Residents weigh tourism positives, negatives in new survey

BY THE NUMBERS: The Buncombe County Tourism Development Authority held a public forum Oct. 23 to present the results of a community sentiment survey on the effects of tourism in the area. Photo by Brooke Randle

While Buncombe County residents generally view tourism as positive for the community, they also associate it with challenges such as parking, traffic, higher housing costs, homelessness and lower wages, according to a new survey report presented during an Oct. 23 forum hosted by the Buncombe County Tourism Development Authority.

The survey, developed by Indianapolis-based Strategic Marketing and Research Insights,  contained 42 questions about how local tourism impacts Asheville’s economy, taxes and resident quality of life, as well as attitudes around tourism promotion. 

Ed Manning, executive director of Leadership Asheville, called for civility from the group of about 200 people in attendance at A-B Tech’s Ferguson Auditorium to hear the survey’s findings. 

“Tourism has kind of become a divisive topic in not just Asheville, but around the nation, around the world,” Manning said. “I want to acknowledge that there are people with lots of different viewpoints here tonight, some of you will agree or disagree. That’s fine. What I ask you to do is do it respectfully… We’re not looking for folks to heckle.”

Over 2,200 area residents volunteered to take the survey online or at one of three public input sessions, which SMARInsights designated the opt-in sample. The researchers also surveyed a targeted random sample of 468 people to provide representative responses from both Asheville and Buncombe County residents. The opt-in respondents were both better educated and wealthier than the random sample. 

Denise Miller, SMARInights executive vice president, presented the findings, which showed that approximately 75% of both surveyed groups agreed that tourism was good for the community. Nearly 90% of respondents acknowledged that tourism helps small businesses in Asheville.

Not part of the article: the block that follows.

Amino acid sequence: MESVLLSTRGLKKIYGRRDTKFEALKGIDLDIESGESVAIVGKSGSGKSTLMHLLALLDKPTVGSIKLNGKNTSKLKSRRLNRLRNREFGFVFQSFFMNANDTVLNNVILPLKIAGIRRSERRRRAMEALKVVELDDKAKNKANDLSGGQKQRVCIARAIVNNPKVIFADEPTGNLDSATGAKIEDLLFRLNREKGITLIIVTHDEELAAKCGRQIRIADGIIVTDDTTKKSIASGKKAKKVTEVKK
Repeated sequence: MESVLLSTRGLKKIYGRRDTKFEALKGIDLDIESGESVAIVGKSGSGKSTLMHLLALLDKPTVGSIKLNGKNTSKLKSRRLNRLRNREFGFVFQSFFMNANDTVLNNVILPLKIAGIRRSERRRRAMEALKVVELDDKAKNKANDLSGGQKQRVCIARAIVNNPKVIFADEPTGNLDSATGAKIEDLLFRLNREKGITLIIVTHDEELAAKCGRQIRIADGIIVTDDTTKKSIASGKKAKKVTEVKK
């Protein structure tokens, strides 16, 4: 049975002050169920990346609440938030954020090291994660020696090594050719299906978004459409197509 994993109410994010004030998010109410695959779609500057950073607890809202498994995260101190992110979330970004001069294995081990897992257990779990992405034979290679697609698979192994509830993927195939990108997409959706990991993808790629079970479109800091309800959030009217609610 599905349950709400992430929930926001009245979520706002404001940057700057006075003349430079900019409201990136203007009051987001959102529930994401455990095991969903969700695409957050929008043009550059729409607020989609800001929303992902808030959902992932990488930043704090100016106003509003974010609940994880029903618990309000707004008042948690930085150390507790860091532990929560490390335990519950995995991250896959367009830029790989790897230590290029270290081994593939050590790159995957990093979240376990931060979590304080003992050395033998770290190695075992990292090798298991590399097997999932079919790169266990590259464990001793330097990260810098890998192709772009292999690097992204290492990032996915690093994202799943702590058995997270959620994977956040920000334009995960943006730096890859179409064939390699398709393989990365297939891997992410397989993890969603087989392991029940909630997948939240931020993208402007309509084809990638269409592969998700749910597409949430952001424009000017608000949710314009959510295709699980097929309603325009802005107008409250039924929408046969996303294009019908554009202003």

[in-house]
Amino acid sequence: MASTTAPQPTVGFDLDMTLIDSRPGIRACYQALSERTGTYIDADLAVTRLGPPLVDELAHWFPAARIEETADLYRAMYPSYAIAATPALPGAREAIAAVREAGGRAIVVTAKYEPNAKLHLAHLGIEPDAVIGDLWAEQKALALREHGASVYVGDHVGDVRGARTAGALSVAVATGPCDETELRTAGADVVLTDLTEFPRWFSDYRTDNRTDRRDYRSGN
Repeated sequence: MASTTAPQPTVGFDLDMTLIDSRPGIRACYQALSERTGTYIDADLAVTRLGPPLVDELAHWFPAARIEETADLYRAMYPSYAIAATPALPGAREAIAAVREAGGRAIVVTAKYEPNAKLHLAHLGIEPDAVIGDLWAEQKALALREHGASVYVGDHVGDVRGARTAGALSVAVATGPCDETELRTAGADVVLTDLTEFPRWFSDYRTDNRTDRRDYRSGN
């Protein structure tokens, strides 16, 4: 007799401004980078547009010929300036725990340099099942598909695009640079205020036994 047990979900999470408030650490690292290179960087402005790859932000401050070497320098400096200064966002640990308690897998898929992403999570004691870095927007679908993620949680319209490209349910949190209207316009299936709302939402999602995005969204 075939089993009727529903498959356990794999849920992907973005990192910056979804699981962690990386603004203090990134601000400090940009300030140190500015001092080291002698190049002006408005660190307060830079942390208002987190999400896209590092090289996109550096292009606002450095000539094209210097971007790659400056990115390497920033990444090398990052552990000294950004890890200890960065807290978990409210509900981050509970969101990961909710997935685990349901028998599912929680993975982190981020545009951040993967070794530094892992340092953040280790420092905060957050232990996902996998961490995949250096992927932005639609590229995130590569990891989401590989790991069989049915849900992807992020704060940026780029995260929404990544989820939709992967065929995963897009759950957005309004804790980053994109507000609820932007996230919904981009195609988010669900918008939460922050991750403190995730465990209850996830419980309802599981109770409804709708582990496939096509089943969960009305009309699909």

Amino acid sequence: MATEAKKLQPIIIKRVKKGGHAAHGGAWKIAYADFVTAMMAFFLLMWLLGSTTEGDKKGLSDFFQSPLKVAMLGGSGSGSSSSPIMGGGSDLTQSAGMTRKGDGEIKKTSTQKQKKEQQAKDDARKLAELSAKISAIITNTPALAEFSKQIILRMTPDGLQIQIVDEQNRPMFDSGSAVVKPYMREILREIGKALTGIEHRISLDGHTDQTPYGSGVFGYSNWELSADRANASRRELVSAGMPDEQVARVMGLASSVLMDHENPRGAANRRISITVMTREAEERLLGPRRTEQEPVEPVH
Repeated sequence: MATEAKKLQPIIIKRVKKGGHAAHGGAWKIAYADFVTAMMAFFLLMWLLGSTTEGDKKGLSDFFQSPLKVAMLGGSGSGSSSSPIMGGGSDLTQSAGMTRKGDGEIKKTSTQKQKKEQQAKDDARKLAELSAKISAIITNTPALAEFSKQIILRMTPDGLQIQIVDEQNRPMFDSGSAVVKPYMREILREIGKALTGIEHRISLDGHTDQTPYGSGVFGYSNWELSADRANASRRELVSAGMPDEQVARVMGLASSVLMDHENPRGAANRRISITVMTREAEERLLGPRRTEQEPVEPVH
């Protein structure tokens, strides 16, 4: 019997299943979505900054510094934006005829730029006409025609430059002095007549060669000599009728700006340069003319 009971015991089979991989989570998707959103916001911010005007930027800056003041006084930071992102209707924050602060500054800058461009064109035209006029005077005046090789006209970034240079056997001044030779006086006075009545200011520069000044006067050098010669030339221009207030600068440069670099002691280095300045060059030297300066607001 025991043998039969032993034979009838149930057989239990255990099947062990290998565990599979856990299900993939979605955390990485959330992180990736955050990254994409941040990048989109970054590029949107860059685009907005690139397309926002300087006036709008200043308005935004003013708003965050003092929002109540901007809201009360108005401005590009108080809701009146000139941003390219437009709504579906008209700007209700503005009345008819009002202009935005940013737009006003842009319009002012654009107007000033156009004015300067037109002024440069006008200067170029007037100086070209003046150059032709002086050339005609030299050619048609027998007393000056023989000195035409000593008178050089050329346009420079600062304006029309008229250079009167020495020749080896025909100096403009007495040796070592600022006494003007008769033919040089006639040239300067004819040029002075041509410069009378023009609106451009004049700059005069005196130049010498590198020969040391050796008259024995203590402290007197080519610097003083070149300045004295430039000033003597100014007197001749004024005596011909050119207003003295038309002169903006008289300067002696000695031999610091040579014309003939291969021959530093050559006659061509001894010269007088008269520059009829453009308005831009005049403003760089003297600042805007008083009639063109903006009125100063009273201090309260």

However, the survey also found that only 54% of respondents from the opt-in sample believed that tax-funded tourism promotion benefited the community. Roughly 67% of people agreed with that statement in the random sample. 

More than 80% of those surveyed said that tourism was to blame for the high cost of housing, as well as increased traffic and parking issues. About half of respondents agreed that occupancy tax revenue has gone to build amenities in Buncombe County, but a slightly higher percentage said that tax dollars mainly provide services to visitors rather than supporting the needs of residents. Over half of respondents also said that the growing number of people visiting the area are a drain on city and county resources. 

The survey was completed as part of phase one of the Tourism Management and Investment Plan, a strategy unveiled by the BCTDA earlier this year to shift occupancy tax grant funding from an application-based process to one determined by long-term planning. 

Among the top issues noted by residents in the survey were housing affordability, parking, city cleanliness, sidewalks and walkability and transportation. Respondents weighted affordable housing as more than twice as important as any other topic for the BCTDA to address.“I’d like to just say upfront that we recognize that there are impacts to the community from tourism that are negative for the people who live here,” said Stephanie Brown, president and CEO of the Explore Asheville Convention & Visitors Bureau, during a panel discussion that followed Miller’s presentation. “It’s kind of a cornerstone to this approach to recognize that occupancy tax funds through the Tourism Product Development Fund are available to help ease those challenges.”


Watch the full meeting below. Video provided by Sunshine Request.


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2 thoughts on “Residents weigh tourism positives, negatives in new survey

  1. K Smith

    You can believe TDA will fight hard to keep those fabulous salaries and bonuses. Brown’s alone is well over $200k.

    • Mike R.

      Her salary was $225K in FY 2019. She had a $65K incentive payout in FY 2018. So roughly $300K/year. Doubt that includes benefits.
      Pretty good gig if you can swing it. Nothing particularly challenging about the job. Lots of glad handing, cocktail parties, back slapping, etc.
      Line up an ad agency, line up bunches of studies, promote yourself, come up with some BS studies that show how effective you are.

      I recommended that the ad budget be cut one year by half to see if anything changed regarding tourism levels. Doubted it would have any effect. Of course they didn’t want to go there.

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